Scene Writing: Do you script them?


Last spring, before I realized I was starting these blogs, I sat down with 15 years’s worth of background notes on my fantasy world and organized them. Then I spent the early summer writing down everything pertinent that I’d never written down. I created a digital map and started thinking about scenes. I realized, at some point, that I simply didn’t know enough about scene writing to produce the quality of fiction I’m looking for, so I did some research.

Here are a couple of links I find helpful.

Holly Lisle’s scene creation workshop talks about writing scenes that move a story along, and provides easy-to-follow examples. I’ve picked up more than one trick from Holly Lisle over the years.

Randy Ingermanson explains scene-sequel structure and motivation-reaction units. I had to to read two or three articles to get the info that’s all in this one, so I find it very handy.

As with all advice, it’s important to apply the parts that work to your own writing process and not get hung up on the rest. I don’t use things like this in a formulaic way, but I’ve found the techniques in these two articles extremely helpful, and they’ve improved my scene writing.

I’m thinking I’ll have the social media network far enough along by mid-July to get back to the fiction. Here’s a question for all you writers out there. Have you ever scripted scenes before writing them? I’m thinking of sitting down and scripting about 10 – just basic stuff like location, people present, a summary of conversation/action, and so forth. Then writing them all from the scripts. I’m thinking this might help move that project forward.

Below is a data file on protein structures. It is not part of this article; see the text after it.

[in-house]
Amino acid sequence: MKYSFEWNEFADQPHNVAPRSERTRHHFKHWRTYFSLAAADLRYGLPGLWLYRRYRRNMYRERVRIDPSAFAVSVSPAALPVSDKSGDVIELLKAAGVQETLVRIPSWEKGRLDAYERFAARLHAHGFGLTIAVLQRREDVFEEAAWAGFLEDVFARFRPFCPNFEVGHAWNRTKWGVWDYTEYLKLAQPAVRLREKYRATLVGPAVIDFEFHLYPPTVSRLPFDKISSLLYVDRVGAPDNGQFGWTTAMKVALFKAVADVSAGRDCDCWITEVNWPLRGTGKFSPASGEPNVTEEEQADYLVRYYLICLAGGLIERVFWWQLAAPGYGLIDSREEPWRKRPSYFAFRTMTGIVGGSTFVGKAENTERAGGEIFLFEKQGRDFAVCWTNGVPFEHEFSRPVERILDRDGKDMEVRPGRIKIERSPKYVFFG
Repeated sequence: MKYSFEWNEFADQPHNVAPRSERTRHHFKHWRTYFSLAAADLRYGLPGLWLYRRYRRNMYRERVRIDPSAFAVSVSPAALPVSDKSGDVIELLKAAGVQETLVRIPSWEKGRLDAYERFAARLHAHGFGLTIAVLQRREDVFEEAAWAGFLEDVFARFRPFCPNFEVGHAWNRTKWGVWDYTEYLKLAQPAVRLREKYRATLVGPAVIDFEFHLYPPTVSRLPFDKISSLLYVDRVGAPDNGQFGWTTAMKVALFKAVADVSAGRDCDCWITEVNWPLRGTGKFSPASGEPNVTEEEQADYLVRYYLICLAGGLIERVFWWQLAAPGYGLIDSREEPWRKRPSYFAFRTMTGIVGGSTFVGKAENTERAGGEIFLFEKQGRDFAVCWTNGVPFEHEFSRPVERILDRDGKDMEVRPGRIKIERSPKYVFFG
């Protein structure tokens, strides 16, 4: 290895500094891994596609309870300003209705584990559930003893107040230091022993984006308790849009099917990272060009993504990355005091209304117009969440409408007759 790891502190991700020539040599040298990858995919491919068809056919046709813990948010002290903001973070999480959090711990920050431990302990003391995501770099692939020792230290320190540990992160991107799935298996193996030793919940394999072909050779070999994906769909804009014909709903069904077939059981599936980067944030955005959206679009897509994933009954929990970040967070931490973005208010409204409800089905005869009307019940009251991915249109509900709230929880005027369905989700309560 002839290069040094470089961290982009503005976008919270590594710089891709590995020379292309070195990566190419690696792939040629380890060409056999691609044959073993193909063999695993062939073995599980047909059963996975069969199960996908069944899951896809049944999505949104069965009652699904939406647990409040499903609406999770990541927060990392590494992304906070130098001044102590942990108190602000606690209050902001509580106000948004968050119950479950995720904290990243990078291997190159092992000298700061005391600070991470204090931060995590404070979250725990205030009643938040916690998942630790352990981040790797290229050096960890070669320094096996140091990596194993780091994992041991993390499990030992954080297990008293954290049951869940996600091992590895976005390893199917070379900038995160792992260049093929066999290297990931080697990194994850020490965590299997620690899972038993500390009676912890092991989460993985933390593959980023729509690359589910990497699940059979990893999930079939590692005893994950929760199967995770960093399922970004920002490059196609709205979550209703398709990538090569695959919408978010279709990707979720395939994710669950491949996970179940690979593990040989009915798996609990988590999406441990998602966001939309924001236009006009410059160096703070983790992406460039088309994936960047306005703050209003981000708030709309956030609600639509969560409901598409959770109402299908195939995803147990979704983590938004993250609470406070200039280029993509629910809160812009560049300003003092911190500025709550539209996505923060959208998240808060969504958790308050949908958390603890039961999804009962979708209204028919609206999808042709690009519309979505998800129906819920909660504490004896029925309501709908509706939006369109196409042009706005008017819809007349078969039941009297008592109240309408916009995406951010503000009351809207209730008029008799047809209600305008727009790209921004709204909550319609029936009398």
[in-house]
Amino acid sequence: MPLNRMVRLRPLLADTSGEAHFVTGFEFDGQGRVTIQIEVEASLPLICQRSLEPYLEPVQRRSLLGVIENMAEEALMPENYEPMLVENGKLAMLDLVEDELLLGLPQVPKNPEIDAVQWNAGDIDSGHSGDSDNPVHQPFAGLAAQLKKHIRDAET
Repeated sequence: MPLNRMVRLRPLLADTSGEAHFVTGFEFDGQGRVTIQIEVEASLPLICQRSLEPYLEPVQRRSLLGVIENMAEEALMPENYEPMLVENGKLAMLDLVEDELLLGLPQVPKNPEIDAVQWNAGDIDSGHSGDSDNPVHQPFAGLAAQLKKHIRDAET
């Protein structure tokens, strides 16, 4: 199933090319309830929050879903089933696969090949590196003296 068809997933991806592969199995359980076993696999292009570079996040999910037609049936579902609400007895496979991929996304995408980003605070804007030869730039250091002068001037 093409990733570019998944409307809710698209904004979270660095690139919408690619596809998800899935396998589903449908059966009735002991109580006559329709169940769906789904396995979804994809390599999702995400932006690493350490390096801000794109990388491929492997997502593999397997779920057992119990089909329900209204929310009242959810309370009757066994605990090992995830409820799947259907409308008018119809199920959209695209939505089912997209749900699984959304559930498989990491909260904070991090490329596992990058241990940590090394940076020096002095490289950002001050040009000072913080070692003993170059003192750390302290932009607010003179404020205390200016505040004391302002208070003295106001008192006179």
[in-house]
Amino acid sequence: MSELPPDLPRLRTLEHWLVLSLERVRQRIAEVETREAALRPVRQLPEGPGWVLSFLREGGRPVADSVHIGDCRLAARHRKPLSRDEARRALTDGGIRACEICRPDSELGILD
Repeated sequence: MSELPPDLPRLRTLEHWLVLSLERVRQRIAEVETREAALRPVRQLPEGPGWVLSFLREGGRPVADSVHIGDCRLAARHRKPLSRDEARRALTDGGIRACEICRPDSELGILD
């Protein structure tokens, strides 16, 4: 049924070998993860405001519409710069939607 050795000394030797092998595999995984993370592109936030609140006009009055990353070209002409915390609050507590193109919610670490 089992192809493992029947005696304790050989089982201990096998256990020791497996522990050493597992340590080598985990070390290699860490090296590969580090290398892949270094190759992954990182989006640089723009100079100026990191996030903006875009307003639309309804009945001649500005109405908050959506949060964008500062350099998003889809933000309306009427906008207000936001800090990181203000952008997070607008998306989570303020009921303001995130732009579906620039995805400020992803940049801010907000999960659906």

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About Gene'O

Compulsive writer, amateur photographer, and blogaholic. Also an evil genius.

12 thoughts on “Scene Writing: Do you script them?

  1. I briefly dabbed into play-writing when I was a teenager and I learned script writing when in professional cinema school. I admit that it made me turn even more wordy. I have a difficult time with the austere aspect of script writing, though I understand the reason for its existence and know that some people excel at it. Maybe it is due to the fact that my dialogues can be my weak point, though I have improved notably thanks to my role-playing experience. I tend to have notes about arcs, characters, locations, but not really organized by actual scenes.

    Liked by 1 person

  2. Diana says:

    It’s been a while since I did any real fiction writing. But I remember starting with the general sketch of the story in my head and then just working on the scenes as they showed up in my head, if that makes sense.

    Liked by 2 people

  3. I have tried several methods of writing sketches, outlines, scripts, and found that for me, it didn’t really work. What I tend to do is write the story, more or less, in my head. Then I start at the beginning and write. As I do this the story changes and often improves as ideas are flushed out or discarded. I need to be careful of looking for techniques to help me write rather than just actually writing. About once a week I have this conversation in my own mind:
    “How old are now?”
    “Old enough.”
    “How much time do you think you have left?”
    “Not much. Maybe thirty, forty years, at best.”
    “Then get writing you god damn baby before you die and your only accomplishment will be finishing bloody Skyrim.”